St. Ann's Church, 511W. 148 St. 

Admission - - 33 Cents 

St. Ann’s Church for tho Doaf 

511 West 148th Street, New York City 
Rtv GuilbUT C B haddock, Vicar 
Church services each Sunday at 3 p.m 
Holy Communion, first Sunday of eacu 
month at 11 AM. and 3 p m 
Office Hours. —Morning, 10 to 12. After 
noons, 2 to 4 JO. Evenings, 8 to 10 
Tuesday. Thursday and Friday only 

Hotel Pennsylvania 

7th Avenue and 32d Street 

Sunday Eve., April 30,1933 


Balloon Fete 

under auspices ot the 

Men’s Club of St. Ann’s 

Brooklyn Guild of Doaf-Mutos 

Meets first Thursday evening each month 
at St. Mark's Parish House, 230 Adelphi 
Street, near DeKalb Avenue, Brooklyn. 
March 25—Lecture. Mr. Harry Leibsohn 
April 22—Bunco and Game* Eliiabeth 

May 27—Card Party and Games. Mrs 
Emma Schnackenberg 
June 10—Gallaudet’s Birthday. J. Maicr 
October 28—Hallowe’en Party. Em.I 


November 25—Food Sale. Mrs. 

December 23—Christmas Festival 

Mrs. Harry Leibsohn, Chairman 
(DeKalb and Myrtle Ave. car stops at 
Adelphi St ) 


511 West 148th Street 
New York City 


Admission, (including Tax) - - 75 Cents 

At Door, $1.00 

Entire Proceeds to the Convention Fund 





Admission, 35 Cents 

For Benefit St. Ann's Relief Fund 

Marcus L. Kenner, Chairman 

John N. Funk, Secretary 
J. M. Ehin, Treasurer 
Miss Eleanor E. Sherman 

Mrs. Anna Plapinger 
l)r. Edwin W. Nies 
Edward J. Sherwood 

Paul J. DiAnno 
Harry J. Goldberg 
Sylvan J. Riley 

All Angels’ Church for the Deef 


MSI Inland Ave. Chicago, Illinois 

(One block north of Wilson Ave. "1.” 
station, and one-half block west) 

Rev Geoact F. Fuck, Priest-m-charte. 

Mb. Fkcoumck W. Sihitsky and Ms. 
Fkcoebick B Wiar, Lay Readers. 

Church services, every Sunday at 11, 
Holy Communion, first and third Sunda>> 
of each month 

Social Supper, second Wednesday of each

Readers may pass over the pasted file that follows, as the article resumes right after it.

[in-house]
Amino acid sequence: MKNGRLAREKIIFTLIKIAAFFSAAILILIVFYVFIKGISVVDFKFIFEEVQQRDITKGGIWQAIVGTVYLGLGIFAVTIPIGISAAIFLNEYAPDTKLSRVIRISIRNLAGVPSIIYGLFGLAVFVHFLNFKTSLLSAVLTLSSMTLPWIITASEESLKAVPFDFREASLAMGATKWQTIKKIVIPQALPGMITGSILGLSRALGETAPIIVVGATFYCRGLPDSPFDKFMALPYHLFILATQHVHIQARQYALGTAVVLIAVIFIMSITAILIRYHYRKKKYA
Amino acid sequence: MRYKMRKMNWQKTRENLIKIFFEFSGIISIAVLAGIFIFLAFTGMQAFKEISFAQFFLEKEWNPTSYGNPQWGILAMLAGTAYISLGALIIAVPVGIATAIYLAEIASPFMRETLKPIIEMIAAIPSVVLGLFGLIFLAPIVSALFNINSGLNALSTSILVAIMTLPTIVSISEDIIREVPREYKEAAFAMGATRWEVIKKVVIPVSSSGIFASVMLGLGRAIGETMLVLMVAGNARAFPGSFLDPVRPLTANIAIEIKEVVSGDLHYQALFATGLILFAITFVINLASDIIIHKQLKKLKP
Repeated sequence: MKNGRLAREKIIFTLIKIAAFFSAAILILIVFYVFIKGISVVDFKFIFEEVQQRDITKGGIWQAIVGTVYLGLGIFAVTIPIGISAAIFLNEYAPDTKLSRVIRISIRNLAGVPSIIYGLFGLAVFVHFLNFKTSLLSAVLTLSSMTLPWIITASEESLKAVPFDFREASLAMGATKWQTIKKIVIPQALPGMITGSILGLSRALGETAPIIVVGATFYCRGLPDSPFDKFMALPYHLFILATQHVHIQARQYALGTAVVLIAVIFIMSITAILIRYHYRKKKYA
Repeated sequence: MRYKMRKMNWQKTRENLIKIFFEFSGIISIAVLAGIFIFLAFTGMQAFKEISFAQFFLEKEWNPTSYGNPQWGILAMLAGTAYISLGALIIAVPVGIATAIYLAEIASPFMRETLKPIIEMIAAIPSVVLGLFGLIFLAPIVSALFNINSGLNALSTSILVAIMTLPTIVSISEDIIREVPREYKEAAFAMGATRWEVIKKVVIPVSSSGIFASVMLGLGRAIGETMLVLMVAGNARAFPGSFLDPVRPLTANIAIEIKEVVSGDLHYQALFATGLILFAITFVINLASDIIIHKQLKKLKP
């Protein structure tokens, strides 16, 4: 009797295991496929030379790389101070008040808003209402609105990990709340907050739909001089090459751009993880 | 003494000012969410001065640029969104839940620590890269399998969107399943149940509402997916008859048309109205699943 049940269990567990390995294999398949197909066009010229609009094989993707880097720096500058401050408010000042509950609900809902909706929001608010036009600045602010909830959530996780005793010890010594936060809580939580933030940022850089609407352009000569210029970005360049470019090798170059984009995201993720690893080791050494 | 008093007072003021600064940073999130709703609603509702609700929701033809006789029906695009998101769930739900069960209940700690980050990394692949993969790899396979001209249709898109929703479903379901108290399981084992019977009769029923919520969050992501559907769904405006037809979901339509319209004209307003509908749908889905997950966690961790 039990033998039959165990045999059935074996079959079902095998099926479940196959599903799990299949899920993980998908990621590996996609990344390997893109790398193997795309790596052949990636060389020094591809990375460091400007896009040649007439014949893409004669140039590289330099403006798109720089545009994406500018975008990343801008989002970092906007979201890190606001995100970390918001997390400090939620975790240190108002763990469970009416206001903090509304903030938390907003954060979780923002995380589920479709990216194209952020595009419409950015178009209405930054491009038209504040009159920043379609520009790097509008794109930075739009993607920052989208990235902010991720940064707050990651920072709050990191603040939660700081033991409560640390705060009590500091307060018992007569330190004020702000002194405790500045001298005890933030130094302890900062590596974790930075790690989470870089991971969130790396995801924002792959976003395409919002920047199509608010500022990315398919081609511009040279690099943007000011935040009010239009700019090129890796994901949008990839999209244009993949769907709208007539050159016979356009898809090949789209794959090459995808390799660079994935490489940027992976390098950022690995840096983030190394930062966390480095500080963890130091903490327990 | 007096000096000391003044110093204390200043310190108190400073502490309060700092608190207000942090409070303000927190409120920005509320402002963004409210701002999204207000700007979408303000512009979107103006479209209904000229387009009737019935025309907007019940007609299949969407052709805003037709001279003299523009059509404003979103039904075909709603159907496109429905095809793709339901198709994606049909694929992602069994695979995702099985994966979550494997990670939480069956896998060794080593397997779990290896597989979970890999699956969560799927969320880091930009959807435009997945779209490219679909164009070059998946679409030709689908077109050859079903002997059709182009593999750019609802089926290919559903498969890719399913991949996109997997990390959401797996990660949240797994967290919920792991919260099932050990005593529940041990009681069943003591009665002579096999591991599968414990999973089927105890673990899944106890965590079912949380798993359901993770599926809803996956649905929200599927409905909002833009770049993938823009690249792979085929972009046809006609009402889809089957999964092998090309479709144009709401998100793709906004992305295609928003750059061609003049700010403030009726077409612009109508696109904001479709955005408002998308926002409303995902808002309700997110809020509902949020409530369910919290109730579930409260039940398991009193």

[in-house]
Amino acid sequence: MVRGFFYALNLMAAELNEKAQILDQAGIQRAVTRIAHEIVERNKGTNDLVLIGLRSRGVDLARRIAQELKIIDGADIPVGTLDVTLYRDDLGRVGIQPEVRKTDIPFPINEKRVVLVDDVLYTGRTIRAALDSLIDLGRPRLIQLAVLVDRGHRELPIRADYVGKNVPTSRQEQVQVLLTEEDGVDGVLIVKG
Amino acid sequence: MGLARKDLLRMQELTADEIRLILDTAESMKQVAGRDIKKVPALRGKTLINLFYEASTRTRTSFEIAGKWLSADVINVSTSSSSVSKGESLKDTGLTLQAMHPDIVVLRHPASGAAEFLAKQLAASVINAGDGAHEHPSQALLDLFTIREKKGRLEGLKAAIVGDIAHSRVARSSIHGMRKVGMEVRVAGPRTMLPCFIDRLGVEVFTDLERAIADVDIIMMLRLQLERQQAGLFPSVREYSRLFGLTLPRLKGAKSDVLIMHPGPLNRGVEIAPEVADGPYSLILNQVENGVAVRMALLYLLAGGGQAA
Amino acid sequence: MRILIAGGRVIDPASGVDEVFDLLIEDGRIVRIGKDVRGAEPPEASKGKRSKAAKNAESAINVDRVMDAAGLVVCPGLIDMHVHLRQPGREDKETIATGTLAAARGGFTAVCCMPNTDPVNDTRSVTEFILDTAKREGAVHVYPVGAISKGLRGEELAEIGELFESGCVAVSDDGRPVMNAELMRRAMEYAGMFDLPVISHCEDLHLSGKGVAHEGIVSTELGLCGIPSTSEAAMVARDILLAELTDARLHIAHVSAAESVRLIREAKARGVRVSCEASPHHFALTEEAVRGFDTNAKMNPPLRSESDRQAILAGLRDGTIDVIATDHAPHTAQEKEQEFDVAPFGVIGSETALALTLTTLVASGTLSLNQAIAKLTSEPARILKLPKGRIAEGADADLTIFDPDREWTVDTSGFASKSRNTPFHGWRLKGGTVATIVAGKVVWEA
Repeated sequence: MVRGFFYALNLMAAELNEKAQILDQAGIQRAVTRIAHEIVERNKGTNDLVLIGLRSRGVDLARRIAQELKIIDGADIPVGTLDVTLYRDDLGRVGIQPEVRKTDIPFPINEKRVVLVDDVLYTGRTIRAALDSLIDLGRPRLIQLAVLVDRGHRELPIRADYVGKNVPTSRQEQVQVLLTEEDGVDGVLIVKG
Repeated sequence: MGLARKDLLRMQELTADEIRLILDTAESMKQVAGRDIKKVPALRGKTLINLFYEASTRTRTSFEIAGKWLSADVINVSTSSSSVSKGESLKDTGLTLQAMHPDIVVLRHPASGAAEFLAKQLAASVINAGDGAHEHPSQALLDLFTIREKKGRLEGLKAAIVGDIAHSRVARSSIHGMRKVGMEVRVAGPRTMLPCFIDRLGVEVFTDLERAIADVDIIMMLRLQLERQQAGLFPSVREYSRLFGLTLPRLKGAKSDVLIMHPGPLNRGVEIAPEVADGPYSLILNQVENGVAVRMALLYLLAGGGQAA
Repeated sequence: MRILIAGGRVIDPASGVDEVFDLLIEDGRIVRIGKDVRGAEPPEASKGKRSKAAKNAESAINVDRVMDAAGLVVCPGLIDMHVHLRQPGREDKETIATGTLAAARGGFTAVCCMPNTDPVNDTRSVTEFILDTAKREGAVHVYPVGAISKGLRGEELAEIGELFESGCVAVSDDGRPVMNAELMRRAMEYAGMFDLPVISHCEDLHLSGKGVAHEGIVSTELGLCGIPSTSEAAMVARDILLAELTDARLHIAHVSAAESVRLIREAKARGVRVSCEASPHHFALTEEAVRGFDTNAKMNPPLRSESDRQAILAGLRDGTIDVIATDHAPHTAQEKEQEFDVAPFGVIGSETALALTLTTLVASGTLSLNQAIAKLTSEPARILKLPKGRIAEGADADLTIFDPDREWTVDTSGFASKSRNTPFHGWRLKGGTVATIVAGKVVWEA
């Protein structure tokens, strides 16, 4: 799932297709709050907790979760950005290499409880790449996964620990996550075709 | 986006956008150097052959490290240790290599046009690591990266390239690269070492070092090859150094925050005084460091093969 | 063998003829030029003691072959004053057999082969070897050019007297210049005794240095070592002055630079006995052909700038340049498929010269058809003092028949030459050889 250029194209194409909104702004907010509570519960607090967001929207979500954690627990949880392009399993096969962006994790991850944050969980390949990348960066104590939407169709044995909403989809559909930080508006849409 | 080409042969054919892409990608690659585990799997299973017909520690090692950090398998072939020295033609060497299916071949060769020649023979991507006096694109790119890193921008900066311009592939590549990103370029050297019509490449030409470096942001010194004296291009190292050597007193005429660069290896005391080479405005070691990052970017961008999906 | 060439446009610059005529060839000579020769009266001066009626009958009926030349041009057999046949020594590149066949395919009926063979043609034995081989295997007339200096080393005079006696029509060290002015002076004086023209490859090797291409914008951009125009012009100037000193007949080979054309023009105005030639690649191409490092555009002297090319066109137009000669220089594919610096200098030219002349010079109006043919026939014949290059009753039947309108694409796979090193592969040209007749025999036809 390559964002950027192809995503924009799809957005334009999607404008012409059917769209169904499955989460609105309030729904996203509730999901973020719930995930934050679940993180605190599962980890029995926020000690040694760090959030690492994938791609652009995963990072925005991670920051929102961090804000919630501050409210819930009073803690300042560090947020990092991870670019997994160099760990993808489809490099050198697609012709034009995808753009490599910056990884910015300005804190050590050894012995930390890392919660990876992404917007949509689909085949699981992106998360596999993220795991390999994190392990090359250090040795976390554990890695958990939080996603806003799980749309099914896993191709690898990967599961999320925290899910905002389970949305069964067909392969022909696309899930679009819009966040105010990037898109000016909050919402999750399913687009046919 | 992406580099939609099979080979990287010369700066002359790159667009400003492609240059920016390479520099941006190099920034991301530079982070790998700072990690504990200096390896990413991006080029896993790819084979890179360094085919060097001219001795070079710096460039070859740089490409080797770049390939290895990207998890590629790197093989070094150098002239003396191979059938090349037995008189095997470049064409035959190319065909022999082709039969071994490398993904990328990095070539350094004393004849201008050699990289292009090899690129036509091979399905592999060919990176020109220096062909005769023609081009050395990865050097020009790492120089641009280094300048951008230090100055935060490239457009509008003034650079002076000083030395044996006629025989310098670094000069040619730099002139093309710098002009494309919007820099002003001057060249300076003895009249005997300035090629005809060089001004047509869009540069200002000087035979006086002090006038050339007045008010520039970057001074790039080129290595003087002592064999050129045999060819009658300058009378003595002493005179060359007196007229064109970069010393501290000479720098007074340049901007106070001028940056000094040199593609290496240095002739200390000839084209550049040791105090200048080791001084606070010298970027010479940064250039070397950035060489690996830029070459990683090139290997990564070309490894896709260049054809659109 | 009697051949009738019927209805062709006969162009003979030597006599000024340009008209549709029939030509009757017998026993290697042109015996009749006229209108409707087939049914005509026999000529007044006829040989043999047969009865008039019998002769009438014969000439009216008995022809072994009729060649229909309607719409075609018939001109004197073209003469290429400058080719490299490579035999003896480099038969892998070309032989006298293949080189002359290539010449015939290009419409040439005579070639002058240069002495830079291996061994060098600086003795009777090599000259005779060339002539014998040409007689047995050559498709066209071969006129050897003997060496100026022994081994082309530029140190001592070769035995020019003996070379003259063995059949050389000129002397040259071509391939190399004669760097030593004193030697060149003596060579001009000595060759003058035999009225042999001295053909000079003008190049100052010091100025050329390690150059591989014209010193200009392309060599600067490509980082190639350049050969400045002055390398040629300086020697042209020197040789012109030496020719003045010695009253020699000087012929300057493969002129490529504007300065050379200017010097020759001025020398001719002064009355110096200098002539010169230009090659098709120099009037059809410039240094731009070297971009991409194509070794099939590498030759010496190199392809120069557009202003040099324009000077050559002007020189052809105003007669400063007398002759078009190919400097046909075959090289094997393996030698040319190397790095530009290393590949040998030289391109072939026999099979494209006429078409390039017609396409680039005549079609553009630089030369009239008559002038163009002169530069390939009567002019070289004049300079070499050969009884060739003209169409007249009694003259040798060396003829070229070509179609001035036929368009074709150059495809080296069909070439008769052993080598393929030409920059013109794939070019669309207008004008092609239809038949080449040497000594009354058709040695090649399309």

month, 6 JO p.m., with entertainment 
following at 8 P.M. 

Get together socials at 8 p m., all other 
Wednesdays. (Use Racine Ave. enframe, 

An Evening of Delight for Young and Old! 

Deaf-Mutes’ Union League 

143 West 125th Street 

New York City 



April 8-9.,\.Movies 

April 22.(an Dance 

May 13 - 14.Movies 

May 20.Little Coney I don 3 

)une 10.Strawberry Festival 

September 23.Mordl Cm 

October 7 - 8...Movies 

October 28.Hallowe'en Fort) 

November 11-12.!.Movies 

November 29.Thanksgiving Combo 

December 9 - 10... Movies 

lansiary 13- 14, 1934.Mono 

Friday and Saturday afternoon and evening 

NOVEMBER 17 and 18, 1933 

Under the auspices of the 

Woman’s Parish Aid Society 
Virginia B. Gallaudet Ass’n 
and The Men’s Club 

New Guaranteed 
Monthly Income 
For Life ... 

Plan to Retire at 
Age 55, 60 or 65 

Msnolulely safe investment. 
ISo higher rate to the deaf. 
Free medical examination. 

Offered by she two OLDEST 
Companies in America 

Hebrew Anon, of tho Doaf, Inc. 

Meeu Third Sunday afternoon of the month. 
Information can be had from Mrs. Tanya 

10 cents 

Nash, Executive Director, 210 West 91 it 
Street, N*w York City; or Mrs. Sally 
Yager, 731 Gerard Avenue, Bronx, N. Y. 

Religious Services held every Friday even¬ 
ing, eighty-thirty. Classes every Wednes¬ 
day evening Socials and movies First aitd 
Third Sunday evenings 





Under the auspices of the 

Paterson Silent Social Club 

to be held at 


Main and 8later 8treets 

Doof-Mutoo’ Union Laagin, Inc. 

Viub Rooms open the year round. 
Regular meetings on Third Thursday* 
of etch month, at 8:15 p.m Visitor* 
coming from • distance of over twentv- 
five mile* welcome. Joseph F. Mortiller, 
Preside*! ; Nathan Schwarts, Secretary, 
143 West 125th Street, New York City. 


mail thin coupon now 
Maiicus L. Kf.nnzii, A rent 
114 W.-st 27th Street, New York 
I’hanc send me full information. 


From $10.00 to 91,000.00 
■ month 

Beginning at age* 50, 55, bo, 65 

Saturday Evening, April 29,1933 

At eight o’clock 


Admission, (including Tax) 55 Cents 

Committee— John Grant, Chairman; Harry L. Redman, Robert Bennett 
John Newcomer, William Battersby and Henry Nightingale. 

Directions .—From New York, take the Hudson River car at Fort Lee and 
get off at Broadway ancl Main Street. Walk up on Main Street to the Hall 
or take Erie Railroad and get off at Paterson, walk on Market Street to 
Main Street, turn left to the Hall. Or take the bus, No. 82, at Amsterdam 
Avenue and 180th Street, get off at Market and Main Streets, walk ud Main 
Street to the Hall. 

Samuel Frankenheim 

H*s Paid More Money To Policyholder* 
Than Any Other Company 

168 Want 86th Street